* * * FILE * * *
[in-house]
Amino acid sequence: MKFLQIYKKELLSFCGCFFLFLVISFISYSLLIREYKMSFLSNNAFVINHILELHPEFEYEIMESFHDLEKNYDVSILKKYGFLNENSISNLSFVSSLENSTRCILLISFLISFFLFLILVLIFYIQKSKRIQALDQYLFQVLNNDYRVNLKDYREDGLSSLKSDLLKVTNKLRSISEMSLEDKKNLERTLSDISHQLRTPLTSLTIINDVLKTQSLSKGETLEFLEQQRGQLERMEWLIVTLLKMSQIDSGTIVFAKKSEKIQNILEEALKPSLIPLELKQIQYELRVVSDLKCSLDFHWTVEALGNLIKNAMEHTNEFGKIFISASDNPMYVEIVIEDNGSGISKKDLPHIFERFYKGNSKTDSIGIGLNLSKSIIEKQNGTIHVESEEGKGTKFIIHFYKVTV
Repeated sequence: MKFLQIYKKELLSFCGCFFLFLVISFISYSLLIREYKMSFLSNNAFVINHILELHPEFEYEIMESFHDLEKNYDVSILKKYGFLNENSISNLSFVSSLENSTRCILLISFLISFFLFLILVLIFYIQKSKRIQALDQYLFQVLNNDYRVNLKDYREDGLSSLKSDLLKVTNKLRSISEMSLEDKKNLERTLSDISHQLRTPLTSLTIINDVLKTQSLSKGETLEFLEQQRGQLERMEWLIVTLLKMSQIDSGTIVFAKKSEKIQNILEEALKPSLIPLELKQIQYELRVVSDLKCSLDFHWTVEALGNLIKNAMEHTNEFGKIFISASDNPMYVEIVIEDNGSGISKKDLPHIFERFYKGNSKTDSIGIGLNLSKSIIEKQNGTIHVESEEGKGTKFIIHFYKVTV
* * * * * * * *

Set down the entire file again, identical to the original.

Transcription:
[in-house]
Amino acid sequence: MKFLQIYKKELLSFCGCFFLFLVISFISYSLLIREYKMSFLSNNAFVINHILELHPEFEYEIMESFHDLEKNYDVSILKKYGFLNENSISNLSFVSSLENSTRCILLISFLISFFLFLILVLIFYIQKSKRIQALDQYLFQVLNNDYRVNLKDYREDGLSSLKSDLLKVTNKLRSISEMSLEDKKNLERTLSDISHQLRTPLTSLTIINDVLKTQSLSKGETLEFLEQQRGQLERMEWLIVTLLKMSQIDSGTIVFAKKSEKIQNILEEALKPSLIPLELKQIQYELRVVSDLKCSLDFHWTVEALGNLIKNAMEHTNEFGKIFISASDNPMYVEIVIEDNGSGISKKDLPHIFERFYKGNSKTDSIGIGLNLSKSIIEKQNGTIHVESEEGKGTKFIIHFYKVTV
Repeated sequence: MKFLQIYKKELLSFCGCFFLFLVISFISYSLLIREYKMSFLSNNAFVINHILELHPEFEYEIMESFHDLEKNYDVSILKKYGFLNENSISNLSFVSSLENSTRCILLISFLISFFLFLILVLIFYIQKSKRIQALDQYLFQVLNNDYRVNLKDYREDGLSSLKSDLLKVTNKLRSISEMSLEDKKNLERTLSDISHQLRTPLTSLTIINDVLKTQSLSKGETLEFLEQQRGQLERMEWLIVTLLKMSQIDSGTIVFAKKSEKIQNILEEALKPSLIPLELKQIQYELRVVSDLKCSLDFHWTVEALGNLIKNAMEHTNEFGKIFISASDNPMYVEIVIEDNGSGISKKDLPHIFERFYKGNSKTDSIGIGLNLSKSIIEKQNGTIHVESEEGKGTKFIIHFYKVTV